The Spiral (aka: Rasen) is the latest Japanese addition to the series, based on the second novel in Koji's trilogy. In the interview with the director that opens the review copy, Iida stresses that this novel is more "idealised science fiction" than horror, and states his intention to portray the demonic ghost Sadako more sympathetically. Consequently, in his worthy adaptation of The Spiral, lengthy scientific explanations for the lethal properties of the videotape are emphasised, at the expense of supernatural terror.
The film opens with recently bereaved pathologist Dr Ando (Koichi Sato) attending the autopsy of the tape's latest victim, Dr Takayama (Hiroyuki Sanada). He discovers that Takayama died of 'myocardial infarction' (that's heart failure to you and me). But his professional composure is broken by a hallucination in which he is taunted by Takayama's dissected corpse, over his failure to save his young son from drowning.
Further investigations lead him to the girlfriend Takayama left behind, Mai (Miki Nakatini), and to her insistence that he was killed by a videotape. Then the heroine of the original movie and her son are found dead in a wrecked car that contains a videotape, though the boy was already dead of a heart attack from crash injuries. Cue a brief retelling of the original film, and before you can say 'stick to Blockbuster', Dr Ando is settling down to a night in with the home video from Hell, like all the fools in these movies.
I express it in this weary tone, because there is none of the suspense of the original movie - the sense of the viewers fighting the urge to watch the video and finally succumbing to its icy grip. There's none of the horror of the deaths from sheer terror either: Takayama looks like he's died of boredom, though it's stated he died of a heart attack, and another victim dies unconvincingly of what appears to be an asthma attack.
I understand this was Iida's intention, and his version of the video still packs a punch, showing the death of Sadako (Hinako Saeko), thrown down a well by a father who was scared of her paranormal powers. But unlike Ring, The Spiral won't make you wet your pants at the sight of a VCR - unless you're pissing yourself laughing, that is. Iida's idea of making Sadako a more sympathetic figure means turning her into a vampish succubus who licks Ando's face like a playful puppy. She seduces him into impregnating Mai with her genetic imprint (the spiral of the title), transmitted to his retina by the video. In return, he gets to impregnate the resulting Mai/Sadako creature with the DNA of his own son, preserved in the lock of hair he managed to retrieve from his failed rescue attempt.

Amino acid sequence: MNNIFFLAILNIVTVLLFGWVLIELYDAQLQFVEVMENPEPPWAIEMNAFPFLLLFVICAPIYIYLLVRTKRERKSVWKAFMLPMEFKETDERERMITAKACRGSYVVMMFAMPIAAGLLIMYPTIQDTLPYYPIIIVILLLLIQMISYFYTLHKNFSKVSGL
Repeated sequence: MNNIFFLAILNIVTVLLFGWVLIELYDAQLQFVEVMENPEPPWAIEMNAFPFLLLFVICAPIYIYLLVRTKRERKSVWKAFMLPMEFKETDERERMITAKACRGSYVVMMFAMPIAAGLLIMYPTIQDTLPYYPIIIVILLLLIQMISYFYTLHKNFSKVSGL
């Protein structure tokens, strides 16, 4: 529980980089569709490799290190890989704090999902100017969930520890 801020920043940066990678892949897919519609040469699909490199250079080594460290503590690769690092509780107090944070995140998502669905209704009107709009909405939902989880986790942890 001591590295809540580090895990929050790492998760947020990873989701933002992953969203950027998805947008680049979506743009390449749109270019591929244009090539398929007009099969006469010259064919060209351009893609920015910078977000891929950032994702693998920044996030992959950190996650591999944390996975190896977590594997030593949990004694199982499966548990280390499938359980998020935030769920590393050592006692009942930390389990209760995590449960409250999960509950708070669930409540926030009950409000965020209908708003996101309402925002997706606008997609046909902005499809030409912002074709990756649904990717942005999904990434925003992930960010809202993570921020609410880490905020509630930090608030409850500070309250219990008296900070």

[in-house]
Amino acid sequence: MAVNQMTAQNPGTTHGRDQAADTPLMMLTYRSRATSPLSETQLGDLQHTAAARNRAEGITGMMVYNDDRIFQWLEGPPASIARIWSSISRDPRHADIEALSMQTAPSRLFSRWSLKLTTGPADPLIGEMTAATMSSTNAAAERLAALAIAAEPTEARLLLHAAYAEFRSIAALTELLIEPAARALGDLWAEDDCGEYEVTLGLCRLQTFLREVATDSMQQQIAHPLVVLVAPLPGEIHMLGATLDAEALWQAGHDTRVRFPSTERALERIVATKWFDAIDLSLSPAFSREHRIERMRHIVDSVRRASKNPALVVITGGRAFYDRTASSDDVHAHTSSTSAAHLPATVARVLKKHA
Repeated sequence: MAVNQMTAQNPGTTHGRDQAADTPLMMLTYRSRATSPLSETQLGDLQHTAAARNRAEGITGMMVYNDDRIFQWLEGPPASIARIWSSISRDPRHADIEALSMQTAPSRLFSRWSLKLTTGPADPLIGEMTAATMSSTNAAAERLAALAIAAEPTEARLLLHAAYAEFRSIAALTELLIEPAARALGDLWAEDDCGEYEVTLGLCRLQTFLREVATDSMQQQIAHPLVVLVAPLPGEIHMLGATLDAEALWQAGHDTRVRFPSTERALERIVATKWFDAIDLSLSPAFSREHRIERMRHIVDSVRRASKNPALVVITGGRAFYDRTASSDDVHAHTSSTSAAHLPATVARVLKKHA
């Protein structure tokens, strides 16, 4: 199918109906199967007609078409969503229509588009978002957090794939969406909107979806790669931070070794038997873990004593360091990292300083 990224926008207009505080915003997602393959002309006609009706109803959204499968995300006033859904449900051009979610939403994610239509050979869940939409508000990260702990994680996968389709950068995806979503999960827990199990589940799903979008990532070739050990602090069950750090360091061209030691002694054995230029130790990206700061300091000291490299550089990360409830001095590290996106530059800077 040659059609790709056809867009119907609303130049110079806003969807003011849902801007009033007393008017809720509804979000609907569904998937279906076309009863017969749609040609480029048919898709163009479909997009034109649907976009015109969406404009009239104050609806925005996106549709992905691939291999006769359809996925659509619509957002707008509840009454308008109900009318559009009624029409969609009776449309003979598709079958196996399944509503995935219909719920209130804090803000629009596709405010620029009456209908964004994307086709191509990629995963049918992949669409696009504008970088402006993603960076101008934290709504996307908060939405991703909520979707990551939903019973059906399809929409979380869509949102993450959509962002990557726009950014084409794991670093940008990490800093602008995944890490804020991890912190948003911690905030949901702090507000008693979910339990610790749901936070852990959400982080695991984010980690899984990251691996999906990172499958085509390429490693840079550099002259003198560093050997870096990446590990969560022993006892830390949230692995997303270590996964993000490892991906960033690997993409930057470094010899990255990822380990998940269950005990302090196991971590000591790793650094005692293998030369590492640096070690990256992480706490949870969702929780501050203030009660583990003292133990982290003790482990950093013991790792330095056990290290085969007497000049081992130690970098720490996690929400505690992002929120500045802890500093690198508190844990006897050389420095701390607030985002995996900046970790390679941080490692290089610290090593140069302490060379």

This is a fascinating science fiction idea poorly realised, due to a muddled script, lacklustre direction and wooden acting. The plodding pace contributes to a dreary, depressing atmosphere that seems to be a feature of some recent Japanese films, such as Takeshi Kitano's Dolls (2002) and Ring director Nakata's own Dark Water (2002). Maybe this is a reflection of Japan's economic stagnation, but at least Dark Water had some decent chills and an intelligible plot going for it.
Iida said he didn't want The Spiral to be a horror movie, but this does not mean that he chills us with Jamesian restraint. At times it's more viscerally horrific than Ring ever was: take the startling and stomach-churning mortuary scene at the beginning. That this is one of the most effective sequences in the whole film, suggests that Iida ties his hands behind his back by trying to play down the horror of the story. Either that or he is not skilled enough as a director to sustain it. If his avoidance of horror is at the heart of the problem, he would have done well to remember Sadako's stated motive for reproducing herself: she wants everyone to feel the fear that she felt when she died. With its flat, pedestrian direction, The Spiral fails dismally either to show us that fear, or to edify us with its high-minded concerns about genetic manipulation.